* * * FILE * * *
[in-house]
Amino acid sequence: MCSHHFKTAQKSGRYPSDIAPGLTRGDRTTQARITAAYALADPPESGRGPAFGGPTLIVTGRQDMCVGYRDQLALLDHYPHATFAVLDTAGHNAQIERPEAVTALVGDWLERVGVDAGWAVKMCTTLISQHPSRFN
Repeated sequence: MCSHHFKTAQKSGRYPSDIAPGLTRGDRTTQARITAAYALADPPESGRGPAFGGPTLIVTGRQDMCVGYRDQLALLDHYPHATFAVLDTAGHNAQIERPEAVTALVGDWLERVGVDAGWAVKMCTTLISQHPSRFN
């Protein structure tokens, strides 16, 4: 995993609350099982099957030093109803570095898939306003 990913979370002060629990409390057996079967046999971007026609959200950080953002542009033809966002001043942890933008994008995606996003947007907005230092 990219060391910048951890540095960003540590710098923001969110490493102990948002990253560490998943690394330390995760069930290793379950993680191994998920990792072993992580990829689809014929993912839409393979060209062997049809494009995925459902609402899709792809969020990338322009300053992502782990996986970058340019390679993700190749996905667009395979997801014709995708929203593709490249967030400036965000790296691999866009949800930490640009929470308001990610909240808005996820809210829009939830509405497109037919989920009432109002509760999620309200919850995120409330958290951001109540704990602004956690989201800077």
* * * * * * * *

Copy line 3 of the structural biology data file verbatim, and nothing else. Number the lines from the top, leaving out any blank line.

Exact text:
Repeated sequence: MCSHHFKTAQKSGRYPSDIAPGLTRGDRTTQARITAAYALADPPESGRGPAFGGPTLIVTGRQDMCVGYRDQLALLDHYPHATFAVLDTAGHNAQIERPEAVTALVGDWLERVGVDAGWAVKMCTTLISQHPSRFN